I’ve known elite athletes whose bodies didn’t even look like this.

Jocks of all ages, male and female, have a sort of walk I find insanely sexy — a rolling, relaxed gait that shouts, quietly, how comfortable they are in their bodies. They know they’re strong and fast and flexible. They don’t need to prove anything.

I love being strong. I can still hit to the outfield. I value my muscles and what they do for me. I’ve always had big thighs, and use them happily for hiking out of a sailboat or hiking the Grand Canyon (four hours down, eight hours up.)

But, with age, my body is changing, softening, drooping. Thanks to my new hip replacement, I now have a shiny six-inch scar on my left hip. No bathing suit can possibly cover it.

I couldn’t look at myself in the mirror for the first few months, so shocking was this new permanent part of my body. Now I bear it proudly, running and dancing and climbing stairs as I once did, with breathless ease.

I wish our minds were as valued as our bodies.

I wish our arms were valued most for their willingness to embrace, to comfort, to soothe. To wave a banner or placard of protest. To plant and hoe and paint and execute a lovely port de bras.

I wish women — and men — would cherish our bodies, above all, for their strength, flexibility and power.

(We do this for every Olympic athlete.)

Do you?

The Bus: The 11-Year-Old With With Three Hair Tools And Decapitation

In behavior, travel on July 12, 2010 at 7:17 pm
A Greyhound bus (bus type unknown, body number...

Image via Wikipedia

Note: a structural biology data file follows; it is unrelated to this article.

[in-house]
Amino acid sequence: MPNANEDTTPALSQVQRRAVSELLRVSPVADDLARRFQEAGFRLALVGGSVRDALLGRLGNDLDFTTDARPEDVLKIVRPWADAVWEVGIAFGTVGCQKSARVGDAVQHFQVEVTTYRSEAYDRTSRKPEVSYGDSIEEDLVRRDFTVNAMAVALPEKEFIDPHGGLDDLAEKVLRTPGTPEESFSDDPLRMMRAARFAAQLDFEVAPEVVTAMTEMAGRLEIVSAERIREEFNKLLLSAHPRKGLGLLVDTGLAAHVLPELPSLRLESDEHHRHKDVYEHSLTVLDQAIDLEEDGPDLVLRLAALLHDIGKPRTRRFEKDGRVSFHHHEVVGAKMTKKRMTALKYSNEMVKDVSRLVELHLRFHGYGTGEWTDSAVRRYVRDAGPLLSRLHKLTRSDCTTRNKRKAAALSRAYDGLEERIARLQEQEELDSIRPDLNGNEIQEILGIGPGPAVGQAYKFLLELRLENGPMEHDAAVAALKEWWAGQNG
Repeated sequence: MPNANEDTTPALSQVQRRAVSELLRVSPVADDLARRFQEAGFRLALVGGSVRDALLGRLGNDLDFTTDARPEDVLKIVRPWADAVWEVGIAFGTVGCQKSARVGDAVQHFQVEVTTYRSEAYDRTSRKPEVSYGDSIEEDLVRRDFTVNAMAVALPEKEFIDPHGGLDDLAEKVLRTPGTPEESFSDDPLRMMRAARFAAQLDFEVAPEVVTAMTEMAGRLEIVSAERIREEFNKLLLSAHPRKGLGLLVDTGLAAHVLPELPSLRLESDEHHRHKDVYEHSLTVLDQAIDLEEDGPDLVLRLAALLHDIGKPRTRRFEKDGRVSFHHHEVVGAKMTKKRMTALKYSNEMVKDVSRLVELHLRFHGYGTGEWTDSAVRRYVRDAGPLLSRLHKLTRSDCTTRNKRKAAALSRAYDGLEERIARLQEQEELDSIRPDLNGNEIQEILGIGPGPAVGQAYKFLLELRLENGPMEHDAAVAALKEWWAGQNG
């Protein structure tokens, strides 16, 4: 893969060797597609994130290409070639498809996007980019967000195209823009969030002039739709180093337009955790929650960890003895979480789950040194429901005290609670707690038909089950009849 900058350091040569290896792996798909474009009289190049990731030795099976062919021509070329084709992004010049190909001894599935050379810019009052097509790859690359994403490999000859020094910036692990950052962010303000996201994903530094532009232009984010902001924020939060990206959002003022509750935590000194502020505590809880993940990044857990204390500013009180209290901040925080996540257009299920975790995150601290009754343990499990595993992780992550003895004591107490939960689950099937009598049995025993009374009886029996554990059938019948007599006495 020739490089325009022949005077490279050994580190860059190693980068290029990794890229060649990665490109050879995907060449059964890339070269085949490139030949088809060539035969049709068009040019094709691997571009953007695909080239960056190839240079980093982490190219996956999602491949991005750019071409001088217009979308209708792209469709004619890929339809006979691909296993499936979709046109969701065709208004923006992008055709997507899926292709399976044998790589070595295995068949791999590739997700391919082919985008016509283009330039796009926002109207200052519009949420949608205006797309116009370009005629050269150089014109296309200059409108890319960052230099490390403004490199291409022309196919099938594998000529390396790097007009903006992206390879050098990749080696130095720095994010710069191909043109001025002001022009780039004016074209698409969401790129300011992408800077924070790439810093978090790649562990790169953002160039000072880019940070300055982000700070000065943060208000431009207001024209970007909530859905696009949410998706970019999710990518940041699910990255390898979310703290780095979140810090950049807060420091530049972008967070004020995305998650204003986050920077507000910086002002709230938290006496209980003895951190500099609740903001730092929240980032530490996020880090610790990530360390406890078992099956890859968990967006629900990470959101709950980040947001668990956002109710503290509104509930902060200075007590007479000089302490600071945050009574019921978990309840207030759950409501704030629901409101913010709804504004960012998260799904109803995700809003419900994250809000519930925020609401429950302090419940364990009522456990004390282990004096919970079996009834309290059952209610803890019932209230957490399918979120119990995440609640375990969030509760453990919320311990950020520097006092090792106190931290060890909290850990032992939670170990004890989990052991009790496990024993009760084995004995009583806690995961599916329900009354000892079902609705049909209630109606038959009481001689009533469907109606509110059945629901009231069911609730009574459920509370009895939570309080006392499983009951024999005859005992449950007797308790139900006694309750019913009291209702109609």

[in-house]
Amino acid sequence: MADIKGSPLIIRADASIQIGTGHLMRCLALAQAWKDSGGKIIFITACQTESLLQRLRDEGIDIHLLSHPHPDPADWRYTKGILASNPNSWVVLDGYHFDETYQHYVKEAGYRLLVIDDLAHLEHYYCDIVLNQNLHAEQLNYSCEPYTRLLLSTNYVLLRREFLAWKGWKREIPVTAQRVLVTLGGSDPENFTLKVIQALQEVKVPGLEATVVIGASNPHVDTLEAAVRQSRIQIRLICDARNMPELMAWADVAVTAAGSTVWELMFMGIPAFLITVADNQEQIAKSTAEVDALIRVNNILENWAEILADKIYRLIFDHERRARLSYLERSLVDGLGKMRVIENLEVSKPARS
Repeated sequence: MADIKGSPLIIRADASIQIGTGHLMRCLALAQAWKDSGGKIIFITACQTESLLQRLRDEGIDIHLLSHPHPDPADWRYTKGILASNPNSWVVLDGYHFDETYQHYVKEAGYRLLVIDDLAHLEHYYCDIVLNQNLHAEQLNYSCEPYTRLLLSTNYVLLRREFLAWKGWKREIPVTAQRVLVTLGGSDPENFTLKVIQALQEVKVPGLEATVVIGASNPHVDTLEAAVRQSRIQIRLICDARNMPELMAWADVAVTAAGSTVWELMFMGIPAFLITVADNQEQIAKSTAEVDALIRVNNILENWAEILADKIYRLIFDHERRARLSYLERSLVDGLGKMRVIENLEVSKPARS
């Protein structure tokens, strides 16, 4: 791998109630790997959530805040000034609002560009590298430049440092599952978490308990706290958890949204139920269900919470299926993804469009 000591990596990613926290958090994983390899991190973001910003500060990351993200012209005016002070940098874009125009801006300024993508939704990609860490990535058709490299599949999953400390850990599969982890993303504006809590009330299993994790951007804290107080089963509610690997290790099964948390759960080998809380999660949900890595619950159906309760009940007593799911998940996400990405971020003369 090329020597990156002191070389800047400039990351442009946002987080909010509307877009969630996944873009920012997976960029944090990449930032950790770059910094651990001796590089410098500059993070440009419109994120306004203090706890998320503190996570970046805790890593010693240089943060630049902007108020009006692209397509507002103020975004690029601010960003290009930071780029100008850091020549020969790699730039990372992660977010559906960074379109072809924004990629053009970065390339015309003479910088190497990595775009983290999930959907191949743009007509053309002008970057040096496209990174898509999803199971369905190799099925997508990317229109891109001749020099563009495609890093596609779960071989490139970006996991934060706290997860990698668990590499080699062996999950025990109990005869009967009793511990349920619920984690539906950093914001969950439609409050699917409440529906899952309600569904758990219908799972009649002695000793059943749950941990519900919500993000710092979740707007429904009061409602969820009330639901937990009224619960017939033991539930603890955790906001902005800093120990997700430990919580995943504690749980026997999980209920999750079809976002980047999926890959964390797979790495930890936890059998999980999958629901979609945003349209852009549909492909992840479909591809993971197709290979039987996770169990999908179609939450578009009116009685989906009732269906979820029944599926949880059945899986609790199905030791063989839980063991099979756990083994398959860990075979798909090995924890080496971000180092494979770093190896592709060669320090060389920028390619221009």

I hadn’t taken a long bus trip in ages. You all know why. The Greyhound bus can be really, really, really weird — not the vehicle, its occupants. (Maybe the Bolt buses between major Northeastern cities are cool and hip. Not Greyhound.)

I boarded the bus from Kamloops (interior of B.C.) back to Vancouver, a 5.5 hour jaunt, at 6:45 a.m. I had a jacket for a pillow, an Itouch with tunes, a coffee, a lunch, a book. I was all set.

Then the woman in the very back row coughed almost all the way. I was only four rows from the toilet, so there was a bit of that smell.

Two men sat behind me, one who kept repeating that he was 43. OK, then. His seatmate was 45 and decided to crack a joke about the unbelievable Grand Guignol that happened in 2008 aboard a Greyhound bus crossing Manitoba — when one man cut off the head of a total stranger aboard the vehicle.

(The joke he told: “Did you hear they rebranded Greyhound with a new logo? Where might you be headed?)

Yup. I was a little nervous, I admit.

My seatmate was the best, a lively little 11-year-old named Destiny from Prince George; her six-year-old sister, Eternity was two rows back with their Mom.

“So, are you going to Vancouver?” she asked. And….we were off. She was a hoot. She showed me the 67 (!) blond jokes on her IPhone, some of which we both shrieked at, told me her favorite food, and we loved the fact we were wearing identical clothing — a white cotton sleeveless top and black leggings. She had a yellow and pink manicure, with alternating colors per finger. (I did not.)

The morning was misty and gray as we began, the bus snaking along roads at the foot of hills so steep they had snow-capped peaks. “I’m scared. This is creepy,” she said.

“Just pretend it’s a Harry Potter movie,” I suggested. “Maybe we’ll see him whizzing through the valley.”

“Yeah, as if it’s green screen [she meant blue screen, but I was still impressed]. And his broom is mechanical.”

“How did you get to be so cynical at 11?” I asked. She shrugged.

We saw four rainbows, many trucks carrying logs or trees or wood products. She got hungry and I gave her one of my carrots. We snoozed, joked, and somehow ended up on the topic of hair care. She uses a curling iron, hairdryer, straightener. “I’m not wearing mousse today,” she admitted.

“I washed mine,” I said.

“You didn’t brush it?” she said, aghast.

“Nope.”

We finally made it to Vancouver.

“You were fun,” she said.

“So were you,” I said.